Courtyard C @ Mass Moca
North Adams, MA
August 4, 2006
By J Hunter
It is completely appropriate that Bill Frisell won Best Guitar in Down Beat's recent critics poll. Aside from being a remarkable player and composer, his music is so unique. Regularly eschewing traditional jazz structure, Frisell uses almost every variety of American music - jazz, blues, bluegrass, country - to sculpt his pieces like a storyteller, placing the listener in a structured environment while offering imagery completely open to interpretation.
With that in mind, it made perfect sense for Frisell to create original music for media as varied as the silent films of Buster Keaton, the eerie adaptations of Bill Morrison, and the surreal animations of Bill Woodring. And while MASS MoCA's Courtyard C may not spring to your mind as a place for all this to come together, for me there couldn't be a better venue. The incomparable modern art museum has mixed music and media throughout its summer entertainment series, so having the Big Dipper hanging over this performance was ideal - particularly when the works Frisell soundtracked dovetail with MASS MoCA's everyday offerings of the weird, exotic and bizarre.
Frisell was soft-spoken, almost shy, as he introduced drummer Kenny Wolleson and bassist Tony Scherr, his rhythm section from last year's double-live CD East/West (Nonesuch). Dressed in grey pants and a black t-shirt with a 45 record adapter on the front, the bespectacled, slightly wild-haired man seemed abashed he was even on the stage. But as the lights went down and the first of four Woodring animations appeared on the side of the repurposed factory, Frisell's bashful smile became the grin of someone about to undertake some serious fun.
Calling Woodring an animator doesn't do him justice. Trey Parker & Matt Stone are animators, and while I deeply love South Park, it is nothing compared to Woodring's art. He is like Frisell in that he is comfortable with multiple genres, and mixes traditional animation, stop-action, cut-and-paste, and Clay-mation to give us glimpses of the world of Frank, a guileless catlike creature beset by demons both literal and symbolic. While the soundtracks for the rest of the program came from commissions Frisell received as early as 1991, the Woodring music is relatively new; Frisell told me afterward that one of the pieces was originally written for a larger ensemble, though it was impossible to tell during the seamless performance.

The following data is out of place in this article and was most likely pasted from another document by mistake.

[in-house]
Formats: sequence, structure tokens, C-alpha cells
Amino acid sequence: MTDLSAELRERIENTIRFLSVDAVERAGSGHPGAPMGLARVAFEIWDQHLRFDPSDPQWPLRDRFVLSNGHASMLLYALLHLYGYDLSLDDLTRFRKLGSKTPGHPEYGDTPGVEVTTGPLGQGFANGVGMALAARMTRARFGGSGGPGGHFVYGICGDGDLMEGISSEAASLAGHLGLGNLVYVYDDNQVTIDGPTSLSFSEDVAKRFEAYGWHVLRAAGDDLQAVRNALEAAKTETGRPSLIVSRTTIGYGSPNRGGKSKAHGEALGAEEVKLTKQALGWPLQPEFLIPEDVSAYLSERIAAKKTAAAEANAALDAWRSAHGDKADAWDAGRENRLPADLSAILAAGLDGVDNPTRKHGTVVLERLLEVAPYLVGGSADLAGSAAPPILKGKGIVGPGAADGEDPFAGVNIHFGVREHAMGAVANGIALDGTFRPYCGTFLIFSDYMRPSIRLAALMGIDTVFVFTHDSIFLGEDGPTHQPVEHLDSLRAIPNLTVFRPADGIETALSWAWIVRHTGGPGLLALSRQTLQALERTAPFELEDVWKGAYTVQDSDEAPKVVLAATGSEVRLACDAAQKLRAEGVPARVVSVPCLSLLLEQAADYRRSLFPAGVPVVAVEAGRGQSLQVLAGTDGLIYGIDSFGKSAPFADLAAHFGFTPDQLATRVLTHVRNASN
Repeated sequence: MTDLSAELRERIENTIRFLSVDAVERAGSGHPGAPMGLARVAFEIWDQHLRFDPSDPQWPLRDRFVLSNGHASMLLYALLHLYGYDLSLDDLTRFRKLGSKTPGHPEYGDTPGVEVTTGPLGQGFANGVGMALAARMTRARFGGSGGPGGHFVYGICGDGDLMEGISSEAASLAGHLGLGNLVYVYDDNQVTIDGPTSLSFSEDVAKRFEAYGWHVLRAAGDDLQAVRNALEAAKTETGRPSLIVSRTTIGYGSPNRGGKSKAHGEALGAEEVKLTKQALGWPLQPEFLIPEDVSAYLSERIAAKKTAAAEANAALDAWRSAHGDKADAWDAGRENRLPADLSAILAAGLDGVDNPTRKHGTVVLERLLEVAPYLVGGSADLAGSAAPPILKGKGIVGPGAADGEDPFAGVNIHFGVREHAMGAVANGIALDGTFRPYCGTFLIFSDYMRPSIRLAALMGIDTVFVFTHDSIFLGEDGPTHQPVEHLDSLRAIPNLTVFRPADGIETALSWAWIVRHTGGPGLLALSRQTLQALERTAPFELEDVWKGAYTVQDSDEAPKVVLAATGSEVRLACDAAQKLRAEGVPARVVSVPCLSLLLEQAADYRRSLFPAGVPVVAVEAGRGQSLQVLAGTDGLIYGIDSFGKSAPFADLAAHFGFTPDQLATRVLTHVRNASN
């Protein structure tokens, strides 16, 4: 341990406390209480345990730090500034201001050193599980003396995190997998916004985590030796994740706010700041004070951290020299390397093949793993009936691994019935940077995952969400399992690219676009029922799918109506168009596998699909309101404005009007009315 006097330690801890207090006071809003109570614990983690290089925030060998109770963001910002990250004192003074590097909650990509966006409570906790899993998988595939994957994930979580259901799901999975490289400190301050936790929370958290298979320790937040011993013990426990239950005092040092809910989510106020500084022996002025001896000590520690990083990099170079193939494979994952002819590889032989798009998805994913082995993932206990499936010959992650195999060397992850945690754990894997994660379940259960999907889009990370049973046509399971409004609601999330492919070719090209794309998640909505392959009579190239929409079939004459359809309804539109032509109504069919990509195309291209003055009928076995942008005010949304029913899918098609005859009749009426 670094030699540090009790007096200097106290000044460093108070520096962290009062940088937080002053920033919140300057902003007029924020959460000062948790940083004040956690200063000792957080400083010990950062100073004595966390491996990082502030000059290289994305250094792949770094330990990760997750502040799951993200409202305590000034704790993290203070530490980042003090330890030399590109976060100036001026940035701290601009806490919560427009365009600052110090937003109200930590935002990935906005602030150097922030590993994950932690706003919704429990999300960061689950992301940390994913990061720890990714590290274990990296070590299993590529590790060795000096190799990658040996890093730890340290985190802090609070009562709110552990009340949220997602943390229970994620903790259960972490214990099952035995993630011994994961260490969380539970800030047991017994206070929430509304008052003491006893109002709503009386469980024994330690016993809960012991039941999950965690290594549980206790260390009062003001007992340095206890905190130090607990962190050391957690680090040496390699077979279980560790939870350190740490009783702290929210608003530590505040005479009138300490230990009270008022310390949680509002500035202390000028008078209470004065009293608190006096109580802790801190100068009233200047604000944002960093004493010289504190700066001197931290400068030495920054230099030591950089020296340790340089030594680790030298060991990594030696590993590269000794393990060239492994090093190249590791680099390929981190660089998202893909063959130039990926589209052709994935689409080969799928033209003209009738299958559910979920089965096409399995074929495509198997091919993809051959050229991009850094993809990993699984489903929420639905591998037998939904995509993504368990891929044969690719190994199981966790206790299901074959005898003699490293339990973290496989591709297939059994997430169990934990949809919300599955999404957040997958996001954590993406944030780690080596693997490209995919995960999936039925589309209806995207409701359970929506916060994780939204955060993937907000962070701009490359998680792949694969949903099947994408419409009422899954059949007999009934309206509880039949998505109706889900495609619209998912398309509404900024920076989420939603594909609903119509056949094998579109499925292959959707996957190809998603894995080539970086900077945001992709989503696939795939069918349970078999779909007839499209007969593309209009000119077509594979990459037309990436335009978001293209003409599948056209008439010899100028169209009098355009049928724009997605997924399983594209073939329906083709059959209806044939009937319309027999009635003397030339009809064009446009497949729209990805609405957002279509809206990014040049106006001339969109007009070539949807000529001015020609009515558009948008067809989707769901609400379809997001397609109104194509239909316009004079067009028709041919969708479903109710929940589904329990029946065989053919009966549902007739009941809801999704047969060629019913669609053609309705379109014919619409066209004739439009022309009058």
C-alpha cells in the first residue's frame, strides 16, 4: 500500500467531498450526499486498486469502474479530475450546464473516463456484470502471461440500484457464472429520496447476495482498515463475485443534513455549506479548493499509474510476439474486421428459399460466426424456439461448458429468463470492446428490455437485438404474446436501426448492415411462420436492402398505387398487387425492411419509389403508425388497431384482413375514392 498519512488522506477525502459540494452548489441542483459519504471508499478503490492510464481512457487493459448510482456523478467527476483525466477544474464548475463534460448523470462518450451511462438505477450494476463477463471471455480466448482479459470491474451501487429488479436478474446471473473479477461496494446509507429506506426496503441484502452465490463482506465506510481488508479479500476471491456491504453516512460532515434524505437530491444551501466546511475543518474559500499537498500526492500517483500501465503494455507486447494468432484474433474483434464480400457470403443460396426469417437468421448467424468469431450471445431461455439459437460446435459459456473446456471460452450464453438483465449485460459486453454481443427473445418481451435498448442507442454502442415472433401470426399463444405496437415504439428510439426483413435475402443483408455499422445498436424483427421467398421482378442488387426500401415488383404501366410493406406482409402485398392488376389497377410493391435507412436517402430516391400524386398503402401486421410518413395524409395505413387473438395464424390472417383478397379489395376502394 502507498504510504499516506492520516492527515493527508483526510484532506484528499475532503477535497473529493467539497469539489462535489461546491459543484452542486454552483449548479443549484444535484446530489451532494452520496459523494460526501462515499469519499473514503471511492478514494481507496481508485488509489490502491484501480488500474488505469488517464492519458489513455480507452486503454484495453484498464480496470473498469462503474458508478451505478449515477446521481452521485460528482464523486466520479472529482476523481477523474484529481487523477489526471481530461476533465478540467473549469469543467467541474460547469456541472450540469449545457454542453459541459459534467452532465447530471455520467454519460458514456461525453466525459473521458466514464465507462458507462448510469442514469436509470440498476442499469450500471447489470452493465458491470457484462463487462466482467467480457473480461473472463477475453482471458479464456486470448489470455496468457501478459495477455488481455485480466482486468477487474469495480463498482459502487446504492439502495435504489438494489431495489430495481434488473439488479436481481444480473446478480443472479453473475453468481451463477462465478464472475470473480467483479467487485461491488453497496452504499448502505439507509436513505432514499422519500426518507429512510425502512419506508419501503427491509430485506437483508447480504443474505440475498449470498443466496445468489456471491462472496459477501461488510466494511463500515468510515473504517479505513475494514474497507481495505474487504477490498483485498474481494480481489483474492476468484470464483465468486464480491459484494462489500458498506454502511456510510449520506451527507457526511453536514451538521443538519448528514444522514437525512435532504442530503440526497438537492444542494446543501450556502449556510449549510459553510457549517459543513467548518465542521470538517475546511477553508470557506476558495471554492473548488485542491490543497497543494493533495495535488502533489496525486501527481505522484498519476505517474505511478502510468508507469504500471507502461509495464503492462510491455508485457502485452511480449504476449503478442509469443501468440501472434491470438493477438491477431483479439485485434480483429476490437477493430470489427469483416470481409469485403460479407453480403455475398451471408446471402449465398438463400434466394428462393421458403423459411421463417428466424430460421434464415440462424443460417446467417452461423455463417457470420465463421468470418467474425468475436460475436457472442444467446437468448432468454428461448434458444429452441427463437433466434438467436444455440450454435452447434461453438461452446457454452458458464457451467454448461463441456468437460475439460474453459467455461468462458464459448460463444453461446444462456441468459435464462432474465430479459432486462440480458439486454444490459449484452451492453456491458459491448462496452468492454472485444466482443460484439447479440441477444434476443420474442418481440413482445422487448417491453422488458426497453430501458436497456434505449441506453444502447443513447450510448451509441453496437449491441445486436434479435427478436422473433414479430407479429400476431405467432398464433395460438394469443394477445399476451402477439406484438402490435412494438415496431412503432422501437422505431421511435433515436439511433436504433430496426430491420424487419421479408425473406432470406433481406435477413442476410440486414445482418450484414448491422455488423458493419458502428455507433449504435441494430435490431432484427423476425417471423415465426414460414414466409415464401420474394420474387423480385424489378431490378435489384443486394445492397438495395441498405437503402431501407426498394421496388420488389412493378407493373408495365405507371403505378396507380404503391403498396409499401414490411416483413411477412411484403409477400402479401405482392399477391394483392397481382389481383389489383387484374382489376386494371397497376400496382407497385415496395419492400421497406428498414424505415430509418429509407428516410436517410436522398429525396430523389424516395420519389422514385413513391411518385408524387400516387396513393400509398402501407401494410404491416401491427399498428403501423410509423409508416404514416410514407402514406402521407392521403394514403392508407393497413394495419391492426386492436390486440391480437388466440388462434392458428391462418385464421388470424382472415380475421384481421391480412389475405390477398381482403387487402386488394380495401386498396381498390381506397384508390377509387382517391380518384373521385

Unlike Roscoe Fatty Arbuckle - who Dave Douglas re-introduced with last year's multi-media piece Keystone - Keaton's work is both well known and well-loved. Like Arbuckle and Charlie Chaplin, the deadpan Keaton was a master of the physical comedy so key to the Slapstick genre, and Frisell's music acted as narrator, background painter, and sound effects man. The two Keaton comedies - One Week and The High Sign - were typical of the Silent era, and hilarious antidotes to the horrific scenes of The Mesmerist, Morrison's re-working of the 1926 silent film The Bells.
This long-forgotten piece (with Lionel Barrymore and Boris Karloff in some of their earliest film work) surrounds the murder of a Polish Jew by an innkeeper, and includes one nightmarish scene that envisions the Holocaust, still twenty years away at the time of the film. The nitrate print of The Bells was in a severe state of disintegration when Morrison got to it, but his psychedelic images and overlays make The Mesmerist even more of a fever dream.
Wolleson and Scherr's foundation work was outstanding throughout the evening, allowing Frisell to use his singular sound (all on electric guitar) to create or relieve tension, to reveal secrets and enlarge characters. Though Frisell obviously loves all the artists on the screen, there was a palpable zeal to his performance during the Woodring segments; he used an unbilled fifth Woodring cartoon as background for a short encore.
For those Frisell fans that came to hear Goodnight Irene or Blues For Los Angeles, this might have been a disappointing evening. But that would ignore the fact that Frisell was in his element from start to finish, and took the work of three entirely dissimilar artists to an even higher level. As far as I'm concerned, that's entertainment!
J HUNTER is a former announcer/producer for radio stations in the Capital Region and the Bay Area, including KSJS/San Jose (where he was Assistant Music Director/Jazz programming), Q104 WQBK/Albany, and WSSV/Saratoga. He has also written music and theatre reviews for the Glens Falls Chronicle. He currently resides in Clifton Park.